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Child Support, Spousal Support... Parent Support? - June 2015

June 03, 2015

We have all heard of child support and spousal support. They are regular concepts in any family attorney’s day. But, few of us who regularly engage in family law cases have ever had to deal with parent support. Va. Code Ann. §20-88 (Michie, 2009) in part provides the following:

It shall be the joint and several duty of all persons eighteen years of age or over, of sufficient earning capacity or income, after reasonably providing for his or her own immediate family, to assist in providing for the support and maintenance of his or her mother or father, he or she being then and there in necessitous circumstances.

Va. Code Ann. §20-88 (Michie, 2009)

The key requirement is that the parent must be in necessitous circumstances. The real trick is to figure out what in fact constitutes necessitous circumstances. Looking to Virginia case law is not much help. The closest case that attempts to define “necessitous circumstances” is Mitchell-Powers Hdw. Co. v. Eaton, 171 Va. 255, 198 S.E. 496 (Va. 1938). In Mitchell-Powers the Court was interpreting the predecessor to §20-88, Section 1944a of the Code of 1936. That earlier code section required that the parent be in “destitute and necessitous circumstances” before the child would be required to provide financial assistance to the parent. The court went to Webster to for some guidance:

‘Destitute’ has been defined in Webster's New International Dictionary, Second Edition, as ‘not possessing the necessities of life; in a condition of extreme want; without possessions or resources.’ In that same valuable work ‘necessitous’ is thus defined: ‘Living in or characterized by poverty; needy.’ Again it is defined as ‘narrow, destitute, pinching, pinched, as necessitous circumstances.’

Id. at 262

Using the conjunctive “and”, required that the parent must be destitute and in necessitous circumstances under Section 1944a of the Code of 1936 before an adult child would be required to support his or her parent or parents.   With having “destitute” in the code, the parent would have to be down, out, and out of options in order for a court to tap the children to open their wallets. That is a high standard to meet. Nevertheless, the General Assembly did away the “destitution requirement” when drafting §20-88. In most cases, statutory redrafts clarify code sections and remove ambiguities. §20-88 did quite the opposite. By removing the “destitution requirement” a judge is now left to navigate through muddy facts involving family finances and parent-child relationships to make the subjective decision whether an adult child’s parent’s condition warrants only “necessitous circumstances.” To make things worse the Court in Mitchell-Powers provided the following dicta:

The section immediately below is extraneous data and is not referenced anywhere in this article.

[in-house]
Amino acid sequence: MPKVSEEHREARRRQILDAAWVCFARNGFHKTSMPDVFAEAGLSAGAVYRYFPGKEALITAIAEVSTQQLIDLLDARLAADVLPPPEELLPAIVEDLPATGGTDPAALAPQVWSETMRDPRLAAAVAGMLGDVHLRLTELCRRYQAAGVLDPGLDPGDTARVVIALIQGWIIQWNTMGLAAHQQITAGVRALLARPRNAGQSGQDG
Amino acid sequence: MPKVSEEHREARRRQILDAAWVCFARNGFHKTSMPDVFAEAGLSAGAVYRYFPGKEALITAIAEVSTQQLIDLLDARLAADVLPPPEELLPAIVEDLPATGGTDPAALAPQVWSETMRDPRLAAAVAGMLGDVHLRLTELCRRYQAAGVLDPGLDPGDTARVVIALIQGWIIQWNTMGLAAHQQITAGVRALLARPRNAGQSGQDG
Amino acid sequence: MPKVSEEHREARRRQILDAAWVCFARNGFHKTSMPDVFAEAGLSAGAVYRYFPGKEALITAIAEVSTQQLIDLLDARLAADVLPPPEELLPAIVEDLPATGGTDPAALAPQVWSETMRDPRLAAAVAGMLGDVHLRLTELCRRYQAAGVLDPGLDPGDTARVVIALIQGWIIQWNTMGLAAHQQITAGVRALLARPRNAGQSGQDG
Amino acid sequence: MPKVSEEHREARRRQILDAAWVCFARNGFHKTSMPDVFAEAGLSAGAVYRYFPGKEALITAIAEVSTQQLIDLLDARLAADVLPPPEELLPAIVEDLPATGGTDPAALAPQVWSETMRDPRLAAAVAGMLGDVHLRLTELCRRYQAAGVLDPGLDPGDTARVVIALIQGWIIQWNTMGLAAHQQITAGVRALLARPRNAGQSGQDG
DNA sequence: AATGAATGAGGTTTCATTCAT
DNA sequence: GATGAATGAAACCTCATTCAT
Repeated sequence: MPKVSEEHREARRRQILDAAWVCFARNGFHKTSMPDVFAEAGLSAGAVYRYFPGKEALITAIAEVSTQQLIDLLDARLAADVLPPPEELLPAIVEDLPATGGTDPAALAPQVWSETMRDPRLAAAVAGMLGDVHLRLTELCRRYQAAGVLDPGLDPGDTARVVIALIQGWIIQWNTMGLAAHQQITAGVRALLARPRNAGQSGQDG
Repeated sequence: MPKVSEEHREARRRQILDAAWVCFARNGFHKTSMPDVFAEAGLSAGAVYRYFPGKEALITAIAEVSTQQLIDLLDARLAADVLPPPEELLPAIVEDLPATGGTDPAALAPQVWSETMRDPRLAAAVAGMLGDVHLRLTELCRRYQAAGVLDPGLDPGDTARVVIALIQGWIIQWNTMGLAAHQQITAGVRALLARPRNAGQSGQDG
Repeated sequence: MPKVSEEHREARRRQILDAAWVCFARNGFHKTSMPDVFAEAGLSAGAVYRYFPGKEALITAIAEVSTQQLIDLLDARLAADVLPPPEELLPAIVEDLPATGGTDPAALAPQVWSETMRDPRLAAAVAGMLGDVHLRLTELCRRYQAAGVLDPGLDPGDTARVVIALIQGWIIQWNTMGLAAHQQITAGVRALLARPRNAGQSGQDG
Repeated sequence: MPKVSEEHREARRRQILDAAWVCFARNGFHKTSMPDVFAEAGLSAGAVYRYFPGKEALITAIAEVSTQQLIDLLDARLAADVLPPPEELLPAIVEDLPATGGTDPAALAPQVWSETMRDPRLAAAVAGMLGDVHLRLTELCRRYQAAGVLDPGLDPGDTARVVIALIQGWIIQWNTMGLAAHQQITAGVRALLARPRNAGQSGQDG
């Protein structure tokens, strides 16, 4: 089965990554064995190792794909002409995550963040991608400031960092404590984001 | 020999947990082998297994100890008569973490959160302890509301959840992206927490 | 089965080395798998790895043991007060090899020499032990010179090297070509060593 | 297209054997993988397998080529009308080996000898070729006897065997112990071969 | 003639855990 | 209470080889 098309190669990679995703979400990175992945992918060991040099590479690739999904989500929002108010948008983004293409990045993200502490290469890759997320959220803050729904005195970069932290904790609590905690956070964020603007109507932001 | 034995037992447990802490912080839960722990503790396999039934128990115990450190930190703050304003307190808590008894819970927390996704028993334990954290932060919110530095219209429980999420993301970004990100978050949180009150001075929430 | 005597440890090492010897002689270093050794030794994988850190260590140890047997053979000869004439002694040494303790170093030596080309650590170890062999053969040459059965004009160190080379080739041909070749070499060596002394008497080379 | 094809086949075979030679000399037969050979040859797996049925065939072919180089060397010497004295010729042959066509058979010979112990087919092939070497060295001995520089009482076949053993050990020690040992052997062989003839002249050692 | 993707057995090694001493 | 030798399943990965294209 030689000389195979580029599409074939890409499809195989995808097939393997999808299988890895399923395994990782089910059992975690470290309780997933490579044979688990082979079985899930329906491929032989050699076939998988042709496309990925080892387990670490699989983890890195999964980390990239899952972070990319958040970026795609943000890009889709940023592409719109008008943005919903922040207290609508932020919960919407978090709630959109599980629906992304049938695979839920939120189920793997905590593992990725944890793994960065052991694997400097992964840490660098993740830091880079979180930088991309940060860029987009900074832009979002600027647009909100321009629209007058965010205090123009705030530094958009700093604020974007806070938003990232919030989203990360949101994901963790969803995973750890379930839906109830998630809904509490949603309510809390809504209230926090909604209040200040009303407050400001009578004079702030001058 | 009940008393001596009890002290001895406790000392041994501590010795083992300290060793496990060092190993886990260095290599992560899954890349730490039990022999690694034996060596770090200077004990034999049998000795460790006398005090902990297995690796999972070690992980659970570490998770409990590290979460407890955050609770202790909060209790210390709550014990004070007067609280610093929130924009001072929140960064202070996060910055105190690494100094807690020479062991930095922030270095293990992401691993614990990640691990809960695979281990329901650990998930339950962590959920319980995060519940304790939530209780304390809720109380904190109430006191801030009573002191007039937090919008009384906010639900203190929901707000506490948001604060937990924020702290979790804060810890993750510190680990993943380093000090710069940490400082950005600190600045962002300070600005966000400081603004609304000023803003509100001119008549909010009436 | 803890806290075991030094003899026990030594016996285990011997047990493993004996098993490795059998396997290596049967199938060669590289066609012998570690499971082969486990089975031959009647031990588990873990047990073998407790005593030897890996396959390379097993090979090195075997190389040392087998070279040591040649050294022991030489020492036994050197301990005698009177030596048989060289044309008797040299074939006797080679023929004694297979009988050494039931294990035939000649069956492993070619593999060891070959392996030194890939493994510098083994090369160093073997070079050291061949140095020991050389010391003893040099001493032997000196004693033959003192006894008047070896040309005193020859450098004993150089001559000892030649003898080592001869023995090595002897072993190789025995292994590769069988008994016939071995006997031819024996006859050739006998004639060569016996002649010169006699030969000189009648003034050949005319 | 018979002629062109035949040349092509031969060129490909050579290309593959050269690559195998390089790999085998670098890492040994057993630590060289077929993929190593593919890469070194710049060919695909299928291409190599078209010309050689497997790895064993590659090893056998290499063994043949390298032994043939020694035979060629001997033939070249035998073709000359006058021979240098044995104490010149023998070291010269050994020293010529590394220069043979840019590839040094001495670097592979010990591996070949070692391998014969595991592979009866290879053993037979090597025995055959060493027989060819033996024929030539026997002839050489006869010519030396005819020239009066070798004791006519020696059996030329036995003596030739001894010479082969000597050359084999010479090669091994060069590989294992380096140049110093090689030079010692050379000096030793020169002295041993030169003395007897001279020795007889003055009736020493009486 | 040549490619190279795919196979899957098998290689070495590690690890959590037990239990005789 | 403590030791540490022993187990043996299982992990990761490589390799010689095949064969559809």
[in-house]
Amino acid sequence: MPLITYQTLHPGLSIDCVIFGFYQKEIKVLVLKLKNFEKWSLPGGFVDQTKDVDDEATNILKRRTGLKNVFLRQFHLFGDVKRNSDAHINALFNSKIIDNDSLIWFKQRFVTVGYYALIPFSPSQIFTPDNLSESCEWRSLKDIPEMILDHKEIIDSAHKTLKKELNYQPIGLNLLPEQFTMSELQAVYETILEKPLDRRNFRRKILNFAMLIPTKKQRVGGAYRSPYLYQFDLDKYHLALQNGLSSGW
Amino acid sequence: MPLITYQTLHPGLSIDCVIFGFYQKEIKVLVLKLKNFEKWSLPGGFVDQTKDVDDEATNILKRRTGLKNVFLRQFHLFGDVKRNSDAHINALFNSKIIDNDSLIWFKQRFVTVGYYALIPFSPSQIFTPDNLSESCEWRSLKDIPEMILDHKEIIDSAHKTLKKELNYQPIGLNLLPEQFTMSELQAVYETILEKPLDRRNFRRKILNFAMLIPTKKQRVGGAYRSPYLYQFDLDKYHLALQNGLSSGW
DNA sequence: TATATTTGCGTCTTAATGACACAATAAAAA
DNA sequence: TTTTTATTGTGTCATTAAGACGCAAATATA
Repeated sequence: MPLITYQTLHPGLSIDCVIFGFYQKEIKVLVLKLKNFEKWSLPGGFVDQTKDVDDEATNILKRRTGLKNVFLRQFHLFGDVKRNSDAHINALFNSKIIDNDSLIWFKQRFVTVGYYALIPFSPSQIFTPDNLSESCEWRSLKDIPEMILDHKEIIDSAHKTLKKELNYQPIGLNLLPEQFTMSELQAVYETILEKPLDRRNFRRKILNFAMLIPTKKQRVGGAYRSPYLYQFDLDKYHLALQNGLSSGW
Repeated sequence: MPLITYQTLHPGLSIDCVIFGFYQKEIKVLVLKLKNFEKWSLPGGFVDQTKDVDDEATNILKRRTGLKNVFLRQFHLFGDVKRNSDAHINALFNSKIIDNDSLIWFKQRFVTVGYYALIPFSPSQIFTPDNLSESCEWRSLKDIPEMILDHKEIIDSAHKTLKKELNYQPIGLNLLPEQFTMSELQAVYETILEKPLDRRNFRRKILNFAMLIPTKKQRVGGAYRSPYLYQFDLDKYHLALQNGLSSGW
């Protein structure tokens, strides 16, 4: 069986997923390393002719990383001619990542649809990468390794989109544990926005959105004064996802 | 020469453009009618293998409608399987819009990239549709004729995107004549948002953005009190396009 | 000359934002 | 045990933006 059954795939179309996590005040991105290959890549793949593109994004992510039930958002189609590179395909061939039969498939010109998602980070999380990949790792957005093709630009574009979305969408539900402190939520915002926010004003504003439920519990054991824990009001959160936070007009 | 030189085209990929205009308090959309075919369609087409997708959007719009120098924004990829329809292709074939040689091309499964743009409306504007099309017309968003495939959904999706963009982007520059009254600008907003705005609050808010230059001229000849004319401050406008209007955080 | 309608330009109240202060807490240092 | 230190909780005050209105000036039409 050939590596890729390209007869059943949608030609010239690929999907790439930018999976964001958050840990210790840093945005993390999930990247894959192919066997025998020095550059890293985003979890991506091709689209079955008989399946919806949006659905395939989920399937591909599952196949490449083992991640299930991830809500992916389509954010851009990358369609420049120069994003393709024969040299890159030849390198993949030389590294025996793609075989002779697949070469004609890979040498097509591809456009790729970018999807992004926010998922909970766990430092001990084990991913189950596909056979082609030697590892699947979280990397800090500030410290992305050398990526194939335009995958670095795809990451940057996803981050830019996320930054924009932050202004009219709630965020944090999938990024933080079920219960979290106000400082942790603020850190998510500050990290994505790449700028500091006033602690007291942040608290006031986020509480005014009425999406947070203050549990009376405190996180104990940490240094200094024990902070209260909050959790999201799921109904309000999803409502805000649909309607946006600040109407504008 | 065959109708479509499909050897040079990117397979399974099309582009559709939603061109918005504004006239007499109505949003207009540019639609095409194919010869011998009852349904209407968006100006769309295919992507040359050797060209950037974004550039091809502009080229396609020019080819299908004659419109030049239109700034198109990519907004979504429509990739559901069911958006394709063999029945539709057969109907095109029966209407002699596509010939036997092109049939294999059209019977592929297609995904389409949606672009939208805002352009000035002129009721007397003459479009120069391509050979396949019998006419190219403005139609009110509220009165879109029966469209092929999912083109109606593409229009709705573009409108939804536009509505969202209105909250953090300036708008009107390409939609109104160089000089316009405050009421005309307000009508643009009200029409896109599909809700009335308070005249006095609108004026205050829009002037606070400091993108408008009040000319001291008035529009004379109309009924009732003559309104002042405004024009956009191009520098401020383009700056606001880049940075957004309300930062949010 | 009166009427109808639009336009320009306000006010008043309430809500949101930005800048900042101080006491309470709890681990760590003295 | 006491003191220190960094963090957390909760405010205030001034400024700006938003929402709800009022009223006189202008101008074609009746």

…the son or daughter, if of sufficient earning capacity or income, must do more than relieve the pangs of hunger, provide shelter and furnish only enough clothes to cover the nakedness of the parent. He or she must furnish such support and maintenance as comport with the health, comfort and welfare of normal individuals according to their standards of living, considering his or her own means, earning capacity, and station in life.


Such ambiguity leaves one to ponder whether a parent with adult children with means owns any accountability of their own financial decisions. While I do not believe the General Assembly contemplated a scenario whereby a parent could imprudently spend themselves into “necessitous circumstances” through bad decisions or risky investments, a simple reading of the code section and the dearth of relevant case law could lead one to consider the possibility. There must be some accountability for making poor financial decisions or failing to plan adequately for retirement. I am confident that the General Assembly did not intend to create a gross responsibility shift from parent to child that potentially exists in this statute. However, it may be time for some direction from the General Assembly regarding the appropriate scenario where the code section applies.   Unless, of course, the Court of Appeals gets a test case beforehand and we receive some direction.

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